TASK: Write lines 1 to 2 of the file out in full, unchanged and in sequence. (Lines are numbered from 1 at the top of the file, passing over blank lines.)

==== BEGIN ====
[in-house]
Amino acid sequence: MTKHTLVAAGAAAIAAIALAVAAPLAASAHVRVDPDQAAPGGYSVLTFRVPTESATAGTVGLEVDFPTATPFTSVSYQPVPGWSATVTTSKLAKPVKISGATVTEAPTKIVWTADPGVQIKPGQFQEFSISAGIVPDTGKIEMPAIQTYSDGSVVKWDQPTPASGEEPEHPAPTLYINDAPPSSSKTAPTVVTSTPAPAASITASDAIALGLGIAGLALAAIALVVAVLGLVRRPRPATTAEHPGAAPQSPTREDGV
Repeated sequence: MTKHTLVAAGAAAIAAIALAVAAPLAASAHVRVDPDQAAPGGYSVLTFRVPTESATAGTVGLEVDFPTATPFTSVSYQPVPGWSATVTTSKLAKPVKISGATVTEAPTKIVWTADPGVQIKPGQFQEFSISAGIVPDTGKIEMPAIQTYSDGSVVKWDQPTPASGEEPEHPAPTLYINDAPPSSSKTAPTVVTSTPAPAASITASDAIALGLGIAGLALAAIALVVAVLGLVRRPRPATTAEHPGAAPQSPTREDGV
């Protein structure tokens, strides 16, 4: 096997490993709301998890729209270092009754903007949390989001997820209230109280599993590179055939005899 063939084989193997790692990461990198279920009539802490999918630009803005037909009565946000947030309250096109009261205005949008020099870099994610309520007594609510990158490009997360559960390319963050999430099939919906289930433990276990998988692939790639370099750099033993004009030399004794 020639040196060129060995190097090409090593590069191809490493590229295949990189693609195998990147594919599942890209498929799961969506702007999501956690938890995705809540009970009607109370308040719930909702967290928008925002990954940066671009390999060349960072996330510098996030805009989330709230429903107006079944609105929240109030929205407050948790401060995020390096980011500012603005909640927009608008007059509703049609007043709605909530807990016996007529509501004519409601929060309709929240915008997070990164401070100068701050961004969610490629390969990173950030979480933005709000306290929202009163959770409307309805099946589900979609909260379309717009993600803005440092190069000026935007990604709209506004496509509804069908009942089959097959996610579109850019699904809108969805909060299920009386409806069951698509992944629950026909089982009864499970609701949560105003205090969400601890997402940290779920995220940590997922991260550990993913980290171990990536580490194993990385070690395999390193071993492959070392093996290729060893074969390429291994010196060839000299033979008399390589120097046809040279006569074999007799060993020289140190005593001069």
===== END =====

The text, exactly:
[in-house]
Amino acid sequence: MTKHTLVAAGAAAIAAIALAVAAPLAASAHVRVDPDQAAPGGYSVLTFRVPTESATAGTVGLEVDFPTATPFTSVSYQPVPGWSATVTTSKLAKPVKISGATVTEAPTKIVWTADPGVQIKPGQFQEFSISAGIVPDTGKIEMPAIQTYSDGSVVKWDQPTPASGEEPEHPAPTLYINDAPPSSSKTAPTVVTSTPAPAASITASDAIALGLGIAGLALAAIALVVAVLGLVRRPRPATTAEHPGAAPQSPTREDGV